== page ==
Nov 28 2019

Restoring Great Ridings Wood to its native glory

By Nigel Watson, Volunteer Warden at Great Ridings Wood

 

A successful one-day practical conservation project at Great Ridings Wood was held on Sunday 17 November.  The aim was to cut back the large, invasive laurel between the woodland and the bridleway on the south edge of the wood. This will allow native trees and plants, which have been shaded out by the laurel, to recover and will also help to restore a nearby path in the wood to its proper alignment.

 

The work was organised and led by site manager, Kate Harvey, and Nigel and Martina Watson, who are volunteer wardens at the wood.   Ten other volunteers attended, including three people recruited from Horsley and Effingham, in response to a flyer drop by the Parish Council.

 

Volunteer Warden Martina Watson. Photo credit: Kate Harvey

The day’s work was good fun, especially as we all benefited from dry and bright weather; making a welcome change from much of this autumn!  The laurels, though tall and tangled, proved reasonably easy to cut so excellent progress was made.  Using bow saws and loppers, the team felled the main stems and cut up the branches, which were stacked nearby.  These piles will soon rot down and meanwhile will provide habitat for visiting wildlife.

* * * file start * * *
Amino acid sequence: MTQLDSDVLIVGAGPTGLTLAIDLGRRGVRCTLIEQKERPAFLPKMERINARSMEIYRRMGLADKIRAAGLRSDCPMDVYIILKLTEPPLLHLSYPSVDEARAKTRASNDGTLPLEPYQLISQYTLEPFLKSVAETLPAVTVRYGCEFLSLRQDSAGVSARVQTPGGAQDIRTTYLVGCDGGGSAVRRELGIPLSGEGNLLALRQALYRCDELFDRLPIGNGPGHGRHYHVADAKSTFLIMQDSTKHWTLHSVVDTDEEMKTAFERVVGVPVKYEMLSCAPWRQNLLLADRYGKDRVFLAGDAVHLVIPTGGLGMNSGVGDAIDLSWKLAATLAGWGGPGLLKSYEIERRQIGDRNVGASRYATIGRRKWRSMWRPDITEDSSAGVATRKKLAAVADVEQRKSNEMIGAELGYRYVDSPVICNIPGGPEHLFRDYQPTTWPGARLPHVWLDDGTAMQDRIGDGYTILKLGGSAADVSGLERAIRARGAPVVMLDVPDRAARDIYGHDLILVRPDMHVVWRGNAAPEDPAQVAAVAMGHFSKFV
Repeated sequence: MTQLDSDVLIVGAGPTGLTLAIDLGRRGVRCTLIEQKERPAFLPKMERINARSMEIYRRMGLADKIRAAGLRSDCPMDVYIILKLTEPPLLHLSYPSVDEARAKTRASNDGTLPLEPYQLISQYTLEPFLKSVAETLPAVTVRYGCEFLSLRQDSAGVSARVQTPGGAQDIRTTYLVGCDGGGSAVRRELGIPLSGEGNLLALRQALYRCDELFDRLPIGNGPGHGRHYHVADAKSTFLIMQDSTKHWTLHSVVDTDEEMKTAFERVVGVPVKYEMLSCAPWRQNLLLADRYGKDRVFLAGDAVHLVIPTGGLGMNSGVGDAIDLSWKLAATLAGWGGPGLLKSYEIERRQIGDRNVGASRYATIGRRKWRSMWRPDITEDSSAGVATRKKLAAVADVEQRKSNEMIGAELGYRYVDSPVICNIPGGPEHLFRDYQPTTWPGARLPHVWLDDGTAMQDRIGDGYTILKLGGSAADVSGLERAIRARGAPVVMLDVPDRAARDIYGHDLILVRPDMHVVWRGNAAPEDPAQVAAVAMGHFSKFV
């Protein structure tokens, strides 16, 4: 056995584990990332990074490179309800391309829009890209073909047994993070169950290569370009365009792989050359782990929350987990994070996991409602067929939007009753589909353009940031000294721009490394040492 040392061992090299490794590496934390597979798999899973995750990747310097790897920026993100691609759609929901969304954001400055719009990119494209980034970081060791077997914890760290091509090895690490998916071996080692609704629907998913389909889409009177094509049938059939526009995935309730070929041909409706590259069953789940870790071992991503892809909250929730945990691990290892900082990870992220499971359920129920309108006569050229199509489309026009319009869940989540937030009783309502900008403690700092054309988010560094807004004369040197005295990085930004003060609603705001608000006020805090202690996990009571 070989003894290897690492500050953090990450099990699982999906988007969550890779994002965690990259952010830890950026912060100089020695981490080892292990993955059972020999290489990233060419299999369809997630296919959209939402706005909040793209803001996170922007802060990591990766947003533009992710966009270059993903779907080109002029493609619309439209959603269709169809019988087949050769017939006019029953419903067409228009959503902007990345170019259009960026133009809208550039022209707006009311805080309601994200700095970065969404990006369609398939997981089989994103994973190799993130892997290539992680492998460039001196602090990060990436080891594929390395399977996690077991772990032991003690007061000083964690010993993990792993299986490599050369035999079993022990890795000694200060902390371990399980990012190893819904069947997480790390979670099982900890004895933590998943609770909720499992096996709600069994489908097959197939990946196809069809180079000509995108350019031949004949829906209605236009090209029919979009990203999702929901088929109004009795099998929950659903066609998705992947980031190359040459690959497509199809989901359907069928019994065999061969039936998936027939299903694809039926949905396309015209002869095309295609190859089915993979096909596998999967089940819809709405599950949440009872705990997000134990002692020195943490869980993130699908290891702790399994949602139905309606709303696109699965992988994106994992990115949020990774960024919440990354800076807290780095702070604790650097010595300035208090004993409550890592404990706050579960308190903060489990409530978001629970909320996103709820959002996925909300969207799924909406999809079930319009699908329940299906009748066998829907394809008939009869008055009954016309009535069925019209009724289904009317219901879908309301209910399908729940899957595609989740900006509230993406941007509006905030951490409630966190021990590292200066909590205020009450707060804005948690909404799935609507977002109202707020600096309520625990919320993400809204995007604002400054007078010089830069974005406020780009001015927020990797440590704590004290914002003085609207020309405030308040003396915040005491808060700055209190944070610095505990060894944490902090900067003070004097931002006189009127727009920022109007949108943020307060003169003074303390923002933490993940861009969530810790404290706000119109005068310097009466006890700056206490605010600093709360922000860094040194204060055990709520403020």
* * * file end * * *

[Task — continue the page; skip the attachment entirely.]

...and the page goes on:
At the end of the afternoon, the edge of the laurels had been pushed back by around five metres along most of the affected strip of woodland.  A very worthwhile result!

 

The Woodland Trust is arranging for a contractor to fell some of the remaining larger laurels and to treat all the cut stools against re-growth.  This is planned to take place very soon.

 

Beyond that, the Trust will consider what further action is necessary.  Ideally from a conservation perspective all the laurel would be removed, to prevent any re-invasion by seedlings or suckers.  However, some of the remaining laurel is growing just outside the Trust’s boundary, on the verge of the Horsley to Effingham bridleway.  Further thought will be given to this.

 

Kate, Nigel and Martina will also consider whether there might be scope for another volunteer day in 2020, either for further work on clearing laurel or for anything else.  If these plans develop we will advertise the event in Horsley using social media channels.  Practical conservation work in the woods is a great day out, to achieve a useful and satisfying result, and is also healthy exercise.  It beats going to the gym!

 

If you’d like to find out more about the work begin carried out at Great Ridings Wood, please click here to read our Management Plan 2019 – 2024.

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